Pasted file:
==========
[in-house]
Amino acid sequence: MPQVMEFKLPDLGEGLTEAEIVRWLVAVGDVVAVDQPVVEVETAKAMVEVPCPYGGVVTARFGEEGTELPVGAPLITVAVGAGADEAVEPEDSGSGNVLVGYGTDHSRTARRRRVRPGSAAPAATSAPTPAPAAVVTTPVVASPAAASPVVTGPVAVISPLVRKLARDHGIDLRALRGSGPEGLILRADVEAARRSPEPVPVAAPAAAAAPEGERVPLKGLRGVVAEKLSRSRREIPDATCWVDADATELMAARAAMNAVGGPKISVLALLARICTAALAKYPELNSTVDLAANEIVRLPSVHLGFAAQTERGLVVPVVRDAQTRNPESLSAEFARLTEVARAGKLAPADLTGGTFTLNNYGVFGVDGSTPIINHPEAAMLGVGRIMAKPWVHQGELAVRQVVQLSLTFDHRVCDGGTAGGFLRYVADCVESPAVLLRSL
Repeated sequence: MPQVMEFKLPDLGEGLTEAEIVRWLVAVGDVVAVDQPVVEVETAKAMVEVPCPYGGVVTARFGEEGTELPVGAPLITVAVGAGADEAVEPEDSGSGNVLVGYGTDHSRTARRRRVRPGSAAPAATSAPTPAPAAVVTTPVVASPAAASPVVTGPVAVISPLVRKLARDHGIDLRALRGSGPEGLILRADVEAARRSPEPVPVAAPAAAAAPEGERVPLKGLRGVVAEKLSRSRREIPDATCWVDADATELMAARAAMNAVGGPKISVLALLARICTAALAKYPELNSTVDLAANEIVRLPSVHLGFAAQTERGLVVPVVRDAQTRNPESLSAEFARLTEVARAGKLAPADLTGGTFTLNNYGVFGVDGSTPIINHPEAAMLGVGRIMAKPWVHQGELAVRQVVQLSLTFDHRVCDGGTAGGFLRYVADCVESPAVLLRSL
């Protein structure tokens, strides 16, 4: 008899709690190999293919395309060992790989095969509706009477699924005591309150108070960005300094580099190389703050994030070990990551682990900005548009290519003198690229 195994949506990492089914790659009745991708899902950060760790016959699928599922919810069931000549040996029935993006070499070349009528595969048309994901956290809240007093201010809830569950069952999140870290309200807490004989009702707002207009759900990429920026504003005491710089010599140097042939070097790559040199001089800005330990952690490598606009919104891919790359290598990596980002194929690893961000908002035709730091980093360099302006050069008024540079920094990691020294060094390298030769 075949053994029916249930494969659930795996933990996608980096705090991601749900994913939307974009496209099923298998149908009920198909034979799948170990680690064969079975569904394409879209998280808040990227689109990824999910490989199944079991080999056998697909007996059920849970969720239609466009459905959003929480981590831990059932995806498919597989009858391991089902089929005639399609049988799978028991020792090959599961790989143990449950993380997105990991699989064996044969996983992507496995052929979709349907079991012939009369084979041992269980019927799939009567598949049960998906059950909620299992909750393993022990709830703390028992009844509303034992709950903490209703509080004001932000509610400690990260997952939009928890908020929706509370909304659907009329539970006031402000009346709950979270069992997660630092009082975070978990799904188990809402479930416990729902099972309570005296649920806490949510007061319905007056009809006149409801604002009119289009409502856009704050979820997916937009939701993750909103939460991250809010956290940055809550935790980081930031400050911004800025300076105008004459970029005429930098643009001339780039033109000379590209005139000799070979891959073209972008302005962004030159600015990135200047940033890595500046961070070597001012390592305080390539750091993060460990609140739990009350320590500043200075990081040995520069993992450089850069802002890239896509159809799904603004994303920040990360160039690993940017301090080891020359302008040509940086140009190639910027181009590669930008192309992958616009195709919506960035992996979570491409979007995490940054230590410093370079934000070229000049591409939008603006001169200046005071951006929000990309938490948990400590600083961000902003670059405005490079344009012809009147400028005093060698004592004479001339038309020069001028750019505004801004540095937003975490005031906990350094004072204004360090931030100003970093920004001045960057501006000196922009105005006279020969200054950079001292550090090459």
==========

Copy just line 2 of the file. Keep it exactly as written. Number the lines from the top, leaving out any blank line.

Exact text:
Amino acid sequence: MPQVMEFKLPDLGEGLTEAEIVRWLVAVGDVVAVDQPVVEVETAKAMVEVPCPYGGVVTARFGEEGTELPVGAPLITVAVGAGADEAVEPEDSGSGNVLVGYGTDHSRTARRRRVRPGSAAPAATSAPTPAPAAVVTTPVVASPAAASPVVTGPVAVISPLVRKLARDHGIDLRALRGSGPEGLILRADVEAARRSPEPVPVAAPAAAAAPEGERVPLKGLRGVVAEKLSRSRREIPDATCWVDADATELMAARAAMNAVGGPKISVLALLARICTAALAKYPELNSTVDLAANEIVRLPSVHLGFAAQTERGLVVPVVRDAQTRNPESLSAEFARLTEVARAGKLAPADLTGGTFTLNNYGVFGVDGSTPIINHPEAAMLGVGRIMAKPWVHQGELAVRQVVQLSLTFDHRVCDGGTAGGFLRYVADCVESPAVLLRSL